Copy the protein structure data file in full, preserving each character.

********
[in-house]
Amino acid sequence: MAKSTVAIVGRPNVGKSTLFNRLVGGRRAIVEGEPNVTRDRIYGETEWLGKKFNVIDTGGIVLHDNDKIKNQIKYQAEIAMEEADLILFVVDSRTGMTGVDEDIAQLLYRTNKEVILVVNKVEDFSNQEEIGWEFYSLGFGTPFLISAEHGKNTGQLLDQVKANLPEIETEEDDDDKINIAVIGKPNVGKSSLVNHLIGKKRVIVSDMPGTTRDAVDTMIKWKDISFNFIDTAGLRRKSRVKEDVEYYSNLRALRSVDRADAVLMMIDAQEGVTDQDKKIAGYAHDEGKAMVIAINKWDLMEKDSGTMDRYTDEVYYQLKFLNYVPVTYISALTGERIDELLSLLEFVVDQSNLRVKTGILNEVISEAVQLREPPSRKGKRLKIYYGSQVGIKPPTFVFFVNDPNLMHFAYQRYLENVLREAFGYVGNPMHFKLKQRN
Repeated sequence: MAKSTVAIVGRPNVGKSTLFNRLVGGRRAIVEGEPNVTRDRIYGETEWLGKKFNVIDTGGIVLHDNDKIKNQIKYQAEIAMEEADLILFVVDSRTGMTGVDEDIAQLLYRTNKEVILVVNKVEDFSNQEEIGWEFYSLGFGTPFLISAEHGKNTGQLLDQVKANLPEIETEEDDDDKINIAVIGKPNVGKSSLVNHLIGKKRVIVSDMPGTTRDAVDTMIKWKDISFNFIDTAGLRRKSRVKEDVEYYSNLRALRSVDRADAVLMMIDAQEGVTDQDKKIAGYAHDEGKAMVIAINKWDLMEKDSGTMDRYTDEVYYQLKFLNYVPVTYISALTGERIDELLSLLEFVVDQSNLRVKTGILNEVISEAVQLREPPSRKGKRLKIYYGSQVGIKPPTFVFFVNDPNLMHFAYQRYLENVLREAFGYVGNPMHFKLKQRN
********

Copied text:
[in-house]
Amino acid sequence: MAKSTVAIVGRPNVGKSTLFNRLVGGRRAIVEGEPNVTRDRIYGETEWLGKKFNVIDTGGIVLHDNDKIKNQIKYQAEIAMEEADLILFVVDSRTGMTGVDEDIAQLLYRTNKEVILVVNKVEDFSNQEEIGWEFYSLGFGTPFLISAEHGKNTGQLLDQVKANLPEIETEEDDDDKINIAVIGKPNVGKSSLVNHLIGKKRVIVSDMPGTTRDAVDTMIKWKDISFNFIDTAGLRRKSRVKEDVEYYSNLRALRSVDRADAVLMMIDAQEGVTDQDKKIAGYAHDEGKAMVIAINKWDLMEKDSGTMDRYTDEVYYQLKFLNYVPVTYISALTGERIDELLSLLEFVVDQSNLRVKTGILNEVISEAVQLREPPSRKGKRLKIYYGSQVGIKPPTFVFFVNDPNLMHFAYQRYLENVLREAFGYVGNPMHFKLKQRN
Repeated sequence: MAKSTVAIVGRPNVGKSTLFNRLVGGRRAIVEGEPNVTRDRIYGETEWLGKKFNVIDTGGIVLHDNDKIKNQIKYQAEIAMEEADLILFVVDSRTGMTGVDEDIAQLLYRTNKEVILVVNKVEDFSNQEEIGWEFYSLGFGTPFLISAEHGKNTGQLLDQVKANLPEIETEEDDDDKINIAVIGKPNVGKSSLVNHLIGKKRVIVSDMPGTTRDAVDTMIKWKDISFNFIDTAGLRRKSRVKEDVEYYSNLRALRSVDRADAVLMMIDAQEGVTDQDKKIAGYAHDEGKAMVIAINKWDLMEKDSGTMDRYTDEVYYQLKFLNYVPVTYISALTGERIDELLSLLEFVVDQSNLRVKTGILNEVISEAVQLREPPSRKGKRLKIYYGSQVGIKPPTFVFFVNDPNLMHFAYQRYLENVLREAFGYVGNPMHFKLKQRN